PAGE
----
in Xeon-based systems but not the more laptop-based processors like Core i7 processors. For its part, one of Mercury Systems most representative applications of the HPEC server technology is an airborne server application. Announced last fall, the system can process and exploit huge amounts of sensor data in real time, store it on board for retrieval and forensic analysis, and send imagery to ground stations or handheld devices. According to the company, this capability is achieved through the integration of Intel Xeon server-class processors, general purpose graphical processing units (GPGPUs) and ruggedized solid state disk storage arrays. The system was deployed effectively as a data center server in the sky onto airborne pods.

Keeping HPEC Cool One of the challenges in HPEC systems is that massive amounts of processing means a much trickier heat dissipation problem. Rather than tackle that them-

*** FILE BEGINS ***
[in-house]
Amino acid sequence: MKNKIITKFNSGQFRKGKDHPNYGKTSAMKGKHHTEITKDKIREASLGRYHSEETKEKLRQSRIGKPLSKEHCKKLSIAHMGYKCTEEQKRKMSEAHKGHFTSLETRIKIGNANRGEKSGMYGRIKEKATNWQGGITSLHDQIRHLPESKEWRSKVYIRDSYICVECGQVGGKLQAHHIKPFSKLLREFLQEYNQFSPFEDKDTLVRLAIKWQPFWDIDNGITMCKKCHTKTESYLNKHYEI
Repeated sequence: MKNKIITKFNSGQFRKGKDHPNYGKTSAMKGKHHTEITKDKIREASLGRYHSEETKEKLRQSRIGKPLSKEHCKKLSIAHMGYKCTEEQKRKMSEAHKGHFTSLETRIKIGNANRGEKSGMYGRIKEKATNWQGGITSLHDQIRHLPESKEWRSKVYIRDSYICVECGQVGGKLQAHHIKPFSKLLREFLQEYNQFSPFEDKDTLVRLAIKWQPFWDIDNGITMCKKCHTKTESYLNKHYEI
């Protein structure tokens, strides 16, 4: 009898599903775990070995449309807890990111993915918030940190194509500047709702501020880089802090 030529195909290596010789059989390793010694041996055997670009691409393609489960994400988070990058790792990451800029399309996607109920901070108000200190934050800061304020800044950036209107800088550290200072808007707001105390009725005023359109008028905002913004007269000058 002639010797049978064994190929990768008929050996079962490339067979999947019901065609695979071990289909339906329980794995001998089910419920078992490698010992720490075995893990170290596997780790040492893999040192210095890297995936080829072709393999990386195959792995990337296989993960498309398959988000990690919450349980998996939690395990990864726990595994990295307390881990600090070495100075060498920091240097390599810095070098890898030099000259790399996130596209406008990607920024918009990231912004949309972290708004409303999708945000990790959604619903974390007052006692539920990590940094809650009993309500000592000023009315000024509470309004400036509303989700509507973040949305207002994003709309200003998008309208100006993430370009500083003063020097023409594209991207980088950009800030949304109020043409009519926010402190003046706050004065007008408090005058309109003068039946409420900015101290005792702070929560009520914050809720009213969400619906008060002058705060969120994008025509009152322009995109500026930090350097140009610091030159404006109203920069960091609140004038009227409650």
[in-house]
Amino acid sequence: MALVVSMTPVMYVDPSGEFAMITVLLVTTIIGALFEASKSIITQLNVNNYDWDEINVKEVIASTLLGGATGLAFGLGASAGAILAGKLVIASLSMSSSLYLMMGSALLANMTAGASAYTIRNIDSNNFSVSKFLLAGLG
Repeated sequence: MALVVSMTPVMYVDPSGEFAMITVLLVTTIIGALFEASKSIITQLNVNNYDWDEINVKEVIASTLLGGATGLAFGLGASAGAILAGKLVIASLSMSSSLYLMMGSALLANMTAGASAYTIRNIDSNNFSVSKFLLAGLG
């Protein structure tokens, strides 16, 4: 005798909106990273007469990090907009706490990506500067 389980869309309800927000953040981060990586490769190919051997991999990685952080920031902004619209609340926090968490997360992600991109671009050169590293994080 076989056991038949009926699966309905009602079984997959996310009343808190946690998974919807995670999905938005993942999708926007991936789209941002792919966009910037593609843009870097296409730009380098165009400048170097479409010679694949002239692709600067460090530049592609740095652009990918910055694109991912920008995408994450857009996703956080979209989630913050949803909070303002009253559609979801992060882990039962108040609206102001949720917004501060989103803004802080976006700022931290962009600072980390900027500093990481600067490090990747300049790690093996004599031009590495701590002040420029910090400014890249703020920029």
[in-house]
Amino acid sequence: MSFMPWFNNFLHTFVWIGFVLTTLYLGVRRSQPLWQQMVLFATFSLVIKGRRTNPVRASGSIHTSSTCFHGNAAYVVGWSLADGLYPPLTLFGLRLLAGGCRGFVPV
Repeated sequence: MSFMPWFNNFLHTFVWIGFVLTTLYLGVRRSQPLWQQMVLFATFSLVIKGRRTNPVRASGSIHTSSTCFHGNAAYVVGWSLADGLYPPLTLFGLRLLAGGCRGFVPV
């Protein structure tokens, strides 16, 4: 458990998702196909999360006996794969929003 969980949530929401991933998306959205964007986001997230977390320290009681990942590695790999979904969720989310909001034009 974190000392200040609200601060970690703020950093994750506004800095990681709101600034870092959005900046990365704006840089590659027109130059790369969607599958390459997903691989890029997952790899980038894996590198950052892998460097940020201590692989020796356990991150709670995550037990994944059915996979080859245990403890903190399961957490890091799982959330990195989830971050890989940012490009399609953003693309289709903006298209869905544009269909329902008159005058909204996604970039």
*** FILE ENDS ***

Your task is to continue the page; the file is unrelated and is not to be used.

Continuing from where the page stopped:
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More and more military applications want not just HPEC-level computing, but they also want it in ever small footprints. The demand is for creating several virtual systems in one box, in as small a rugged system as possible. Along just those lines, General Micro Systems (GMS) recently rolled out a conduction-cooled, fully ruggedized Secure Virtual Machine (SVM) server with six hardware-independent I/O modules. Designed to replace multiple workstations using virtual machine technology, Tarantula (SO302 4-in-1) incorporates an enterpriselevel Layer 2 or Layer 3 intelligent switch for high-speed connectivity. The box measures 11.75 x7.75 x4.5 inches, weighs 18 lbs and is powered at as low as 180W. Tarantula is well suited for applications requiring ultra-efficient information sharing between several computers serving varied purposes. Intel’s Xeon processor, the IvyBridge-EP, is the host CPU driver and features 10 physical cores each operating up to 2.4 GHz, with the ability to TurboBoost to 3.0 GHz. Support for hyperthreading expands its capability to 20 logical cores. Tarantula dynamically al-

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COTS Journal | July 2014